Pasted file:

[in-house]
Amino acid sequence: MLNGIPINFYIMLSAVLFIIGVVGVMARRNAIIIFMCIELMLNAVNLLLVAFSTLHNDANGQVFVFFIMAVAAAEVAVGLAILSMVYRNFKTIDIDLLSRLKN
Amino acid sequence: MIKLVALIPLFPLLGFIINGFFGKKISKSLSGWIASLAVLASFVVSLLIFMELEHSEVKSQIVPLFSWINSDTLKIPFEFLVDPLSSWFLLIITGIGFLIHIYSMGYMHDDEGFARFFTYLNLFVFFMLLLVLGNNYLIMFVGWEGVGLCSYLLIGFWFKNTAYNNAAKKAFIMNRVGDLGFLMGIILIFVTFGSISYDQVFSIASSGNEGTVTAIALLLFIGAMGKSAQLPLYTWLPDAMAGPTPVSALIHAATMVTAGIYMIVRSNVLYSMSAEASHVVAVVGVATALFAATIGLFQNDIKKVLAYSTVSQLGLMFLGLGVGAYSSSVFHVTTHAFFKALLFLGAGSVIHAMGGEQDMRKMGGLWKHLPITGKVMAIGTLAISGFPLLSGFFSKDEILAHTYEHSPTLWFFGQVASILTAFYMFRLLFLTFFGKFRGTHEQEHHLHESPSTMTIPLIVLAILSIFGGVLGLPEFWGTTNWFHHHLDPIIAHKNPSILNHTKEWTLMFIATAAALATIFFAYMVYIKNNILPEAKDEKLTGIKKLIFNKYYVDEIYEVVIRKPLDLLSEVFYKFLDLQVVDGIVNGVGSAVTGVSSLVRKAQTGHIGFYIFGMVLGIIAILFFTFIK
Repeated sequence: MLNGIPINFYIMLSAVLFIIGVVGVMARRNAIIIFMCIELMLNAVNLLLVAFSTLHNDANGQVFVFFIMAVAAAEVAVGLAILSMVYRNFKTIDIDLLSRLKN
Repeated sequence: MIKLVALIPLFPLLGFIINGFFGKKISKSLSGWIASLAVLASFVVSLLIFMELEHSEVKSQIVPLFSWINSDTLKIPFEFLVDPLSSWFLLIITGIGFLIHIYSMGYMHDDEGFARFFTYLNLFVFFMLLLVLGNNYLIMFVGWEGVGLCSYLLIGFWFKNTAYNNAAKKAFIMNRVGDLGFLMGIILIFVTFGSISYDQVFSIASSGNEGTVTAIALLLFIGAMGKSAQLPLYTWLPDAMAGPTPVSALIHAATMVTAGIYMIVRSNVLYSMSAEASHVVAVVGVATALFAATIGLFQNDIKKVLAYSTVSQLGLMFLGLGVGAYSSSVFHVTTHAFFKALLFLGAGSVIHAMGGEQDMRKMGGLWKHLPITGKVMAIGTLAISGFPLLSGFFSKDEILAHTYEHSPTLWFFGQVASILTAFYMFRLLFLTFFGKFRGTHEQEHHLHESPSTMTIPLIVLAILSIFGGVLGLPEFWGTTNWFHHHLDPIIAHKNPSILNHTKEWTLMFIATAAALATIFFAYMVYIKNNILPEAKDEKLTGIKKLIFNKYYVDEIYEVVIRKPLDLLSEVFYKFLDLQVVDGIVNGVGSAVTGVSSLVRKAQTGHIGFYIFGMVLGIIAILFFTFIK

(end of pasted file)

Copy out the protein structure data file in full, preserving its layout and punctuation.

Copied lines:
[in-house]
Amino acid sequence: MLNGIPINFYIMLSAVLFIIGVVGVMARRNAIIIFMCIELMLNAVNLLLVAFSTLHNDANGQVFVFFIMAVAAAEVAVGLAILSMVYRNFKTIDIDLLSRLKN
Amino acid sequence: MIKLVALIPLFPLLGFIINGFFGKKISKSLSGWIASLAVLASFVVSLLIFMELEHSEVKSQIVPLFSWINSDTLKIPFEFLVDPLSSWFLLIITGIGFLIHIYSMGYMHDDEGFARFFTYLNLFVFFMLLLVLGNNYLIMFVGWEGVGLCSYLLIGFWFKNTAYNNAAKKAFIMNRVGDLGFLMGIILIFVTFGSISYDQVFSIASSGNEGTVTAIALLLFIGAMGKSAQLPLYTWLPDAMAGPTPVSALIHAATMVTAGIYMIVRSNVLYSMSAEASHVVAVVGVATALFAATIGLFQNDIKKVLAYSTVSQLGLMFLGLGVGAYSSSVFHVTTHAFFKALLFLGAGSVIHAMGGEQDMRKMGGLWKHLPITGKVMAIGTLAISGFPLLSGFFSKDEILAHTYEHSPTLWFFGQVASILTAFYMFRLLFLTFFGKFRGTHEQEHHLHESPSTMTIPLIVLAILSIFGGVLGLPEFWGTTNWFHHHLDPIIAHKNPSILNHTKEWTLMFIATAAALATIFFAYMVYIKNNILPEAKDEKLTGIKKLIFNKYYVDEIYEVVIRKPLDLLSEVFYKFLDLQVVDGIVNGVGSAVTGVSSLVRKAQTGHIGFYIFGMVLGIIAILFFTFIK
Repeated sequence: MLNGIPINFYIMLSAVLFIIGVVGVMARRNAIIIFMCIELMLNAVNLLLVAFSTLHNDANGQVFVFFIMAVAAAEVAVGLAILSMVYRNFKTIDIDLLSRLKN
Repeated sequence: MIKLVALIPLFPLLGFIINGFFGKKISKSLSGWIASLAVLASFVVSLLIFMELEHSEVKSQIVPLFSWINSDTLKIPFEFLVDPLSSWFLLIITGIGFLIHIYSMGYMHDDEGFARFFTYLNLFVFFMLLLVLGNNYLIMFVGWEGVGLCSYLLIGFWFKNTAYNNAAKKAFIMNRVGDLGFLMGIILIFVTFGSISYDQVFSIASSGNEGTVTAIALLLFIGAMGKSAQLPLYTWLPDAMAGPTPVSALIHAATMVTAGIYMIVRSNVLYSMSAEASHVVAVVGVATALFAATIGLFQNDIKKVLAYSTVSQLGLMFLGLGVGAYSSSVFHVTTHAFFKALLFLGAGSVIHAMGGEQDMRKMGGLWKHLPITGKVMAIGTLAISGFPLLSGFFSKDEILAHTYEHSPTLWFFGQVASILTAFYMFRLLFLTFFGKFRGTHEQEHHLHESPSTMTIPLIVLAILSIFGGVLGLPEFWGTTNWFHHHLDPIIAHKNPSILNHTKEWTLMFIATAAALATIFFAYMVYIKNNILPEAKDEKLTGIKKLIFNKYYVDEIYEVVIRKPLDLLSEVFYKFLDLQVVDGIVNGVGSAVTGVSSLVRKAQTGHIGFYIFGMVLGIIAILFFTFIK